The German stock market will get a momentary reprieve from the relentless focus on gas supplies when sportscar maker Porsche goes public on Thursday.
The IPO is set to be the second largest in German history, and potentially the third-largest in Europe.
Porsche is being spun out of Volkswagen
which itself is mostly held by Porsche Automobil Holding
the investment vehicle of the founding Porsche and Piesch family. In a nod to its most famous product, Porsche has been split into 911 million shares.
Here’s what the ownership structure will be after the Porsche IPO.
Cowen & Co.
That holding company, also called Porsche SE, will buy 25% plus one share of Porsche AG, at whatever the IPO price is, plus another 7.5%. Another 25% of Porsche AG will be sold by VW into the market, but not carry voting rights, with the ticker symbol P911.
VW has indicated a price range of €76.50 to €82.50 per preference share, to raise between €8.7 billion and €9.4 billion. The sale to Porsche SE will raise another €9.4 billion to €10.1 billion.
VW is planning to distribute 49% of the proceeds in a special dividend. The rest will help VW’s push into electric vehicles as well as software development.
Qatar’s investment authority, Norway’s sovereign-wealth fund and T. Rowe Price Group Inc.
are among the investors to have committed to the Porsche IPO.
More an SUV maker
Porsche last year earned €4 billion on revenue of €33.14 billion. Its return on sales, its operating profit excluding the diesel penalty of 2019, reached 16% last year, and its earnings before interest, taxes, depreciation and amortization (Ebitda) margin was 24.5%. Ferrari
sported a margin of 35.7% last year.
“The main question for potential shareholders in Porsche is whether the company can make a successful transition to become fully EV while preserving or even expanding margins. It is clear when you compare Porsche to Ferrari that there is room for improvement and a potential upside if Porsche can improve its operations and expand on its already strong brand,” said Peter Ganry, head of equity strategy at Saxo Bank.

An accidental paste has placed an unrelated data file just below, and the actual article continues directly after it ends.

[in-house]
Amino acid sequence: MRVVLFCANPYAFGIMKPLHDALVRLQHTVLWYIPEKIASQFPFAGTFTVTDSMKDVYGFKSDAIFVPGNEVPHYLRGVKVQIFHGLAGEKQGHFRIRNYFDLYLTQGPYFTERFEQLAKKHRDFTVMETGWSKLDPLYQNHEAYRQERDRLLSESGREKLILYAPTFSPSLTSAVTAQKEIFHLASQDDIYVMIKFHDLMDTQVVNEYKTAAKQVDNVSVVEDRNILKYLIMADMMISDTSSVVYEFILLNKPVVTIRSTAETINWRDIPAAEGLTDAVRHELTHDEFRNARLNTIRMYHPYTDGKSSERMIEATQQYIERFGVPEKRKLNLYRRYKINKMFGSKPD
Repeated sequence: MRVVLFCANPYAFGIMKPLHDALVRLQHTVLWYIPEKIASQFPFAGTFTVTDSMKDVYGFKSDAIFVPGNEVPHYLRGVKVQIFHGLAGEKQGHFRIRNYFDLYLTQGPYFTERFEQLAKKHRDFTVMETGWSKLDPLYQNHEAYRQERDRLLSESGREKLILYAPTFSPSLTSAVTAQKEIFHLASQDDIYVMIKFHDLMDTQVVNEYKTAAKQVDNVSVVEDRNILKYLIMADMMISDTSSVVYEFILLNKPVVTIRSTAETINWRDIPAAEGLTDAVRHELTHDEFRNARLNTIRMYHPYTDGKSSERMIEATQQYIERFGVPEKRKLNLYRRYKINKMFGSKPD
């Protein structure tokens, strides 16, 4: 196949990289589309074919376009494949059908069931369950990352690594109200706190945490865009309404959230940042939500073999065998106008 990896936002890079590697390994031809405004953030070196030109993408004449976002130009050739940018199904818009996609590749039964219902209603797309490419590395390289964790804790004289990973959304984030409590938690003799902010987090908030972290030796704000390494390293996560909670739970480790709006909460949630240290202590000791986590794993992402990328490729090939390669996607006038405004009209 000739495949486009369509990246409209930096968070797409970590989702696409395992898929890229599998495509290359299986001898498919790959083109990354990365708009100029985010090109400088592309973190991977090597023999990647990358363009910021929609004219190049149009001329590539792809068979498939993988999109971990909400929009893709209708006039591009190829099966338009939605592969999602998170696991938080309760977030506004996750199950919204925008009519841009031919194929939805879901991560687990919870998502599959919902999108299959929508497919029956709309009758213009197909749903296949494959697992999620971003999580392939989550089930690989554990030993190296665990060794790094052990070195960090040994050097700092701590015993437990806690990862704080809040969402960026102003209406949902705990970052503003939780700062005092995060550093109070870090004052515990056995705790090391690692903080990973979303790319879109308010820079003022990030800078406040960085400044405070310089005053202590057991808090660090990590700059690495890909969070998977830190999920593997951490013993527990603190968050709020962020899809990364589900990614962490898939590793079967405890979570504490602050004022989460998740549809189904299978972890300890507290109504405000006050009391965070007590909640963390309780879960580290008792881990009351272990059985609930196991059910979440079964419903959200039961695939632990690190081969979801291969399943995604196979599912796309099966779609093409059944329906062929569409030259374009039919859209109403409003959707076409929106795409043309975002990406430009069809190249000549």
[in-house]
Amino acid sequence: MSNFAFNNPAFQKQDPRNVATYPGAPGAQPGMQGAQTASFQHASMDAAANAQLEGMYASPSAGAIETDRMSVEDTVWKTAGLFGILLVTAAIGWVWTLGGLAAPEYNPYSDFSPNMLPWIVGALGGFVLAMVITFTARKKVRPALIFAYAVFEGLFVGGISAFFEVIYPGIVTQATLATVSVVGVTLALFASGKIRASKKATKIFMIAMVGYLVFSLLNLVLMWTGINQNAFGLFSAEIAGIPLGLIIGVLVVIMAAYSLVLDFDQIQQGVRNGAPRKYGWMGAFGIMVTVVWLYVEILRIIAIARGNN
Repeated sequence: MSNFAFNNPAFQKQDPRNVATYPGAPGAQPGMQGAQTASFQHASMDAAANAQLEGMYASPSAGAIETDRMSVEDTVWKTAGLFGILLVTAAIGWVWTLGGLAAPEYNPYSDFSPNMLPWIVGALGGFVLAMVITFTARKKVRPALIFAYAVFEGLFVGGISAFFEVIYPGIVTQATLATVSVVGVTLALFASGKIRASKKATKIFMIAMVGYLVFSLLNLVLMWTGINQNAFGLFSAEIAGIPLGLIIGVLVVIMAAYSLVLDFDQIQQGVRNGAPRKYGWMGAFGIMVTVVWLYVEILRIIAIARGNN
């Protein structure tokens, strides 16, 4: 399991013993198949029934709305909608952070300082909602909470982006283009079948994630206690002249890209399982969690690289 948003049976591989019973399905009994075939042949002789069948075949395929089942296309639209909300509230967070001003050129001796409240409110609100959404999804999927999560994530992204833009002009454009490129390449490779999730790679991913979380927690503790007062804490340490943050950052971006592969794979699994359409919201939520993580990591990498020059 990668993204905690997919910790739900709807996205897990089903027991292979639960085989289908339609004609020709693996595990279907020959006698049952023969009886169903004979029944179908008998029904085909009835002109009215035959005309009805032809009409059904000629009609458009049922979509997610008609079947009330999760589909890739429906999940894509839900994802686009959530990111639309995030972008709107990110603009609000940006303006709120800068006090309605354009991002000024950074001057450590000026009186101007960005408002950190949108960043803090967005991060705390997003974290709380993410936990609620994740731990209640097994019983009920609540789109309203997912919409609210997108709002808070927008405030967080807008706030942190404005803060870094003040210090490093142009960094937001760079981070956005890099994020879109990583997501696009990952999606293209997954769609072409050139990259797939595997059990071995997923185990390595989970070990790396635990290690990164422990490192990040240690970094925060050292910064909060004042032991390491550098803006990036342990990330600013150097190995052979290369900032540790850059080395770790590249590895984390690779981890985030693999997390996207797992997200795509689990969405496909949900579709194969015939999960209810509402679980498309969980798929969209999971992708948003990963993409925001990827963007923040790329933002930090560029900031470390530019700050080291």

Though known more as a sports maker, over half of vehicle sales the last three years have been in the sport-utility vehicle segment, under the Cayenne and Macan families. In 2024, it’s planning to deliver a battery electric vehicle version of the Macan, as it targets 50% of vehicle deliveries in 2025 being electrified vehicles, and 80% by 2030 being BEVs.
Porsche is dependent on the fortunes of the world’s wealthy. “Especially in economic downturns, demand for the Group’s products may be reduced as customers may shift from buying luxury sports vehicles to buying vehicles in less expensive segments,” its IPO notes.
The entry model of the 911 sports car costs €113,500 in Germany, according to the IPO prospectus. The cheapest Porsche — the 718 — costs a cool €59,200.
Reliant on natural gas
Porsche said it’s not immune from the struggles of third-party suppliers. And it’s exposed to the energy difficulties of its home country with its need for both natural gas as well as renewables such as biomethane. Most of its vehicles are made in Germany and Slovakia.
Shipping to its largest market, China, has become more expensive as the Russian-Ukraine war has made it impossible to ship by rail. Porsche has stopped exporting to Russia, and the war has driven up costs on raw materials as well as parts made in Ukraine, such as wire harnesses and steel products.
The joint global coordinators and bookrunners are Bank of America
and J.P. Morgan
Scores of other banks also are participating in the IPO.